Screw the 'At-Issue' panel, read Susan Riley instead

After last night's unfair pistol-whipping on the National, it's important to remember that the CBC's 'At-Issue' panel (or other members of the chattering media establishment) never elected anybody to anything. These same folks declared Stephen Harper dead politically as late as November 2005, let's not forget.

It's clear that Chantal Hebert continues to hold a massive grudge against Stephane Dion, perhaps over the Clarity Act; she has had almost nothing positive to say about Mr. Dion since he won the leadership. In that leadership race, she spared no opportunity to grill him over the coals for being "out of touch" with modern Quebec. At least modern Quebec as she sees it. She's merely been lucky that the Conservative advertising campaign against Dion has been so effective, and many of her Ottawa colleagues have bought into it.

Also what qualifies Gordon Gibson to speak for British Columbia? Just asking.

It does seem strange that a guy who wins 3 out of 4 byelections and 41,136 votes on Monday night (Stephane Dion) is declared the bigger loser over the guy who won zero seats and only 10,297 votes (Jack Layton).

Stephen Harper won one seat and took 24,780 votes, but he's declared the big winner of course. The Greens took 8,645 votes, but still managed to steal Jack Layton's and Stephane Dion's thunder.

Last night's panel was the kind of commentary particularly condemned in this excellent piece today on the Obama effect by Susan Riley, easily the best read in the paper's this Good Friday.

Here's a snippet:

"Is there an Obama here (in Canada)? Not yet. But the Green Party and its articulate leader, Elizabeth May, while still on the political margins, offer a glimpse, at least, of less destructively competitive, more positive, vision. It started with May and Liberal leader Stéphane Dion's agreement not to run candidates against one another in the next election, an unorthodox, principle-based alliance aimed at advancing a green agenda. As the Greens become more threatening -- their surprising surge in Vancouver Quadra apparently came at the expense of Liberal votes -- the relationship may fray. For now, however, says May, "if Stéphane Dion can keep trying to be collaborative, I'll try too, even if we're in a system that discourages co-operation."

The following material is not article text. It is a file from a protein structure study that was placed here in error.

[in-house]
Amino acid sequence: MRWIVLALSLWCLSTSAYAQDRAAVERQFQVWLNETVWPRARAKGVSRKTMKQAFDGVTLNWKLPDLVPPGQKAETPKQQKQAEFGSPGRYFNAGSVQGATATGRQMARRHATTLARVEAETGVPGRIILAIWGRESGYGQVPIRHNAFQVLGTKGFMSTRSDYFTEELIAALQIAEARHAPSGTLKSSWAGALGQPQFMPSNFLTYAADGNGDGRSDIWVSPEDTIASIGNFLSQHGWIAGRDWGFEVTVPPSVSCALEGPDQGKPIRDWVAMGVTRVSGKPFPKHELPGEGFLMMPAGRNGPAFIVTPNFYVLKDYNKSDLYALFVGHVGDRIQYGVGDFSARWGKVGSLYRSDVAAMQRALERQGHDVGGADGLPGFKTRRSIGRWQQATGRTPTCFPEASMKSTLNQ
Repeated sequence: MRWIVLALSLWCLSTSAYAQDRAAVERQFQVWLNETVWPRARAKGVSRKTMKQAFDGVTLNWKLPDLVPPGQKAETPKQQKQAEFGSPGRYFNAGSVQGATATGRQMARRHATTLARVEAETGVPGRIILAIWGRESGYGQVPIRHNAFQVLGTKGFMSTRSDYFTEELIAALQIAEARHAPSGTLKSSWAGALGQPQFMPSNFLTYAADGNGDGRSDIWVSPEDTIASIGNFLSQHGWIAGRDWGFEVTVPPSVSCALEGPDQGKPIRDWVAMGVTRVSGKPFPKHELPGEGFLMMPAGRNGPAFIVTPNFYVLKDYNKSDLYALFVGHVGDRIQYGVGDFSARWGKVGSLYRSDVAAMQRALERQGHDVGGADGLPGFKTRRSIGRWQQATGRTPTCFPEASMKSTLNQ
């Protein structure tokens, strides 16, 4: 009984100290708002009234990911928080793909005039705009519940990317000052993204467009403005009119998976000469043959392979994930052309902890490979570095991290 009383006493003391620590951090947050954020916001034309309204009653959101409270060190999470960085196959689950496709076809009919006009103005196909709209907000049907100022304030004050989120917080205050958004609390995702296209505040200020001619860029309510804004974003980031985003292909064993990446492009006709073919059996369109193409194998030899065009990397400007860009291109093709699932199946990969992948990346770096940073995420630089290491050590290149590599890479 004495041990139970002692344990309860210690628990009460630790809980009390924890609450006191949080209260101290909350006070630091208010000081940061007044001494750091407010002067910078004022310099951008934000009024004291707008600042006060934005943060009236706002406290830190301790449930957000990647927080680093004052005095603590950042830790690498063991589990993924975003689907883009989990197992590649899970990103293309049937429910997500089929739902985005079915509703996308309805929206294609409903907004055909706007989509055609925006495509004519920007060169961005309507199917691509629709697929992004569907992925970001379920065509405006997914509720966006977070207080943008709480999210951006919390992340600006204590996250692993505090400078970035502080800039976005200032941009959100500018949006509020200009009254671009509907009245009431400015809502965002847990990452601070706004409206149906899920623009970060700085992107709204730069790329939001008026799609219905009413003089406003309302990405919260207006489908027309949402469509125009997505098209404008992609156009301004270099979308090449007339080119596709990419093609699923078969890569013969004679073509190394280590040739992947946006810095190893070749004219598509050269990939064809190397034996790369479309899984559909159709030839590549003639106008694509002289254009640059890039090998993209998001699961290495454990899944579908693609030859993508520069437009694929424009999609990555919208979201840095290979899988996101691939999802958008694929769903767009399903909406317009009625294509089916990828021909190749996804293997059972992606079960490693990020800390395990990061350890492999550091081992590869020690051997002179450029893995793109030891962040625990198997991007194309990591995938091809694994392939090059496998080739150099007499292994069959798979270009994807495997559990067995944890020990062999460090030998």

Let's not forget the 'At-Issue' panel, led by Chantal Hebert, had little but condemnation for the Dion-May move in Central Nova.

For more on this, check out my friend Mushroom's similar post on Obama's authenticity today as well. Sobering reading after so much crap in the MSM this week.

Tuesday, March 18, 2008

My take on Quadra: B.C. urban voters give Dion another chance...

Last night's by-elections turned out pretty much as I expected and/or hoped. I had hoped that Martha Hall Findlay and Bob Rae would romp on home in their Toronto ridings, and they didn't disappoint. They crushed their opponents. The results were the best they could be for the Grits. The Tories were stagnant in the semi-suburban riding of Willowdale and were humiliated in Toronto Centre.

The Liberals increased their margins of victory in two out of three strongholds. Yet of course the Tories are crowing about their near-win in Vancouver Quadra.

As a Torontonian, I can only guess what exactly happened out there. While both urbane and cosmopolitan, there's no doubt voters in Vancouver are different in key ways from those in Toronto. For one, Vancouver voters are a part of the Harper universe. Torontonians have been explicitly neglected by the Harper government from the beginning. When Harper was shut out of both Vancouver and Toronto in 2006, he recruited turncoat David Emerson from Vancouver-Kingsway into his cabinet. He made no similar gestures to Toronto MPs, claiming that Jim Flaherty way out in Whitby can speak and represent Toronto's interests.

Clearly the Tories have written off most of the G.T.A. and the results last night reflect that.

But the Tories have not written off Vancouver. They put up a very strong candidate, ran a negative, stealth campaign and focussed on appealing to Quadra's Asian communities.

So voters in Vancouver Quadra had to make a decision: stick with their usual voting habits or switch back to the Tories (the riding was solidly Tory up until John Turner won it for the Grits in 1984.)

There's no doubt that Stephane Dion is very far from sealing the deal with Canadians. Quite the opposite. The poor guy has yet to make much of an impression at all on most English-speaking Canadians. The forums in which Dion's strengths are highlighted - intimate, one-on-one interviews in which the strength of his character and integrity shine through, the image that made so many Liberals take a leap of faith in 2006 - are not the forums in which most Canadians have seen Dion lately. They continue to see him ask awkward questions in the House of Commons, provide tiny sound bites during scrums or give laboured speeches in front of packed halls.